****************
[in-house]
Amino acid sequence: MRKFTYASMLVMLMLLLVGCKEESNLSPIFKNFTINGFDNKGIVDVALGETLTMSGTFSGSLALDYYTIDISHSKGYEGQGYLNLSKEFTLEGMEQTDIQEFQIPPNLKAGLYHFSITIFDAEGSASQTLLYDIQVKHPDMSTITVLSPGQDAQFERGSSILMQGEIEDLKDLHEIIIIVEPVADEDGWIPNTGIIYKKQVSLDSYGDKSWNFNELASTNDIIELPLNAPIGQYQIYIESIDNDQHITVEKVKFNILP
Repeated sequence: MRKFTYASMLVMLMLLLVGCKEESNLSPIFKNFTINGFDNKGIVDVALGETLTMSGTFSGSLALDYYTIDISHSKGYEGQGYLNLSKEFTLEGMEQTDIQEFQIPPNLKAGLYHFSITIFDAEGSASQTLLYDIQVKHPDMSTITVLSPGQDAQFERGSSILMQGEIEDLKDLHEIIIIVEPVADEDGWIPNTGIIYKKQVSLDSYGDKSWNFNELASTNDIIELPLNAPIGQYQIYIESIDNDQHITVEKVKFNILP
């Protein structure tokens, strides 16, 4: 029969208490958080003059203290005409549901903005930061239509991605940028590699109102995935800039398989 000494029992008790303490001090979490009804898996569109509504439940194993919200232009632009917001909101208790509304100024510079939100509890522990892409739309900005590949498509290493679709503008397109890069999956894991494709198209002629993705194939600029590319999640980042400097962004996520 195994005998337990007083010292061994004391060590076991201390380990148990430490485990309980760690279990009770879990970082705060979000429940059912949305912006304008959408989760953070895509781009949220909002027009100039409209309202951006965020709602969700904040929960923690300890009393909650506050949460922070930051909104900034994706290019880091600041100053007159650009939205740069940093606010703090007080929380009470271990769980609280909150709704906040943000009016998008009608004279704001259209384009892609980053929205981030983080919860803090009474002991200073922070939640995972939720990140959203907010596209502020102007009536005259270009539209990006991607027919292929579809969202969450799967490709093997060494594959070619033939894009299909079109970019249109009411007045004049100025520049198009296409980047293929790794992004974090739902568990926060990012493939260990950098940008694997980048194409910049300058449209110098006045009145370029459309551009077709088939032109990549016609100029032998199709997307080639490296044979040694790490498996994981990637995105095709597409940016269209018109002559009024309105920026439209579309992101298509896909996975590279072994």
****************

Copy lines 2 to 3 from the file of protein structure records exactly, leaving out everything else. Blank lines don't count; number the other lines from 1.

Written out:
Amino acid sequence: MRKFTYASMLVMLMLLLVGCKEESNLSPIFKNFTINGFDNKGIVDVALGETLTMSGTFSGSLALDYYTIDISHSKGYEGQGYLNLSKEFTLEGMEQTDIQEFQIPPNLKAGLYHFSITIFDAEGSASQTLLYDIQVKHPDMSTITVLSPGQDAQFERGSSILMQGEIEDLKDLHEIIIIVEPVADEDGWIPNTGIIYKKQVSLDSYGDKSWNFNELASTNDIIELPLNAPIGQYQIYIESIDNDQHITVEKVKFNILP
Repeated sequence: MRKFTYASMLVMLMLLLVGCKEESNLSPIFKNFTINGFDNKGIVDVALGETLTMSGTFSGSLALDYYTIDISHSKGYEGQGYLNLSKEFTLEGMEQTDIQEFQIPPNLKAGLYHFSITIFDAEGSASQTLLYDIQVKHPDMSTITVLSPGQDAQFERGSSILMQGEIEDLKDLHEIIIIVEPVADEDGWIPNTGIIYKKQVSLDSYGDKSWNFNELASTNDIIELPLNAPIGQYQIYIESIDNDQHITVEKVKFNILP